The Student Government at Montclair State University has formally rejected a bill that would designate their campus as a sanctuary campus for illegal immigrants.
Last month, student legislators from the Montclair State University Student Government vetoed a bill that would have formally requested that the university administrators designate their school as a “sanctuary campus,” effectively giving illegal aliens the same protections provided by nearby sanctuary cities. Because of the contentious nature of the issue, voting was done via anonymous ballot by the student legislators.
In seeking to designate the school as a sanctuary campus, supporters of the bill demanded in-state tuition rates for illegal aliens, protection of students’ immigration status from federal authorities, and the refusal of ICE agents physical access to campus facilities.
Following the rejection vote, SGA Legislator Welington Gomez, a sponsor of the bill, complained that the anonymous nature of the vote was “very cowardly.”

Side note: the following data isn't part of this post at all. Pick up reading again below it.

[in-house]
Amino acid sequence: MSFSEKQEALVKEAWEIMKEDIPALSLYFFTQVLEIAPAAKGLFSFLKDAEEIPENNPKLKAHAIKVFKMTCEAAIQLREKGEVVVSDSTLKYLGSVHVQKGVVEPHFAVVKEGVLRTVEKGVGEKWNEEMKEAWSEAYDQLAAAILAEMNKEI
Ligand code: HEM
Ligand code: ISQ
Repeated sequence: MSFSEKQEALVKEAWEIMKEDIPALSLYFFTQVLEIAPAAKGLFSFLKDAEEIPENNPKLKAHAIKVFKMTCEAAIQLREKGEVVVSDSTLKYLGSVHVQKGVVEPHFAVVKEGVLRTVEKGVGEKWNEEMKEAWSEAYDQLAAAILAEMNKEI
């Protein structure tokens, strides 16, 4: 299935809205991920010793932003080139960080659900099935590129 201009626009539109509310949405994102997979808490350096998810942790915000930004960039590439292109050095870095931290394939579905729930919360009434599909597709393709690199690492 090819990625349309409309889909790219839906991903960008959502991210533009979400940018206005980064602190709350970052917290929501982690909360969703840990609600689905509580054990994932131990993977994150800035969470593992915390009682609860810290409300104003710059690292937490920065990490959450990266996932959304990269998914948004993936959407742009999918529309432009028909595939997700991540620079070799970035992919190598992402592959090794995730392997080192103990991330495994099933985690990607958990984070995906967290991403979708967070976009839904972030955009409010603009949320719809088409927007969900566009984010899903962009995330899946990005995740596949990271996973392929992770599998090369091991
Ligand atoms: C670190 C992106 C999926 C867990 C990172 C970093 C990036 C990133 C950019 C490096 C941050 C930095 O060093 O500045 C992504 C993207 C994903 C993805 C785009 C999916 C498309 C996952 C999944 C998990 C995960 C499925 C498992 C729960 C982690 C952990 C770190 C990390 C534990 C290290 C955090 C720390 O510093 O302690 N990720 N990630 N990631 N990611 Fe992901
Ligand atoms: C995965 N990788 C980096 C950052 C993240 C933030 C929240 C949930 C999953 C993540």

“This was our chance to protect undocumented students,” Gomez said. “If you are so passionate about the vote and you feel good about the vote, why do it in secret?”
The vote by student legislators is also indicative of the stark differences in views between students at Montclair State University and school administrators. Following President Donald Trump’s executive actions on immigration last January, the President of Montclair State University, Susan Cole, issued a statement in which she promised that the school would provide a safe environment for all students, regardless of their immigration status.
Last month’s vote by student legislators appears to be a clear rebuke of the school administration.
While a small number of schools have declared themselves to be “sanctuary campuses” for illegal immigrants following the election of President Donald Trump, many have resisted the designation due to fear of losing public funding from taxpayers. According to their annual report, Montclair State receives approximately $66.4 million in federal, state and private grants.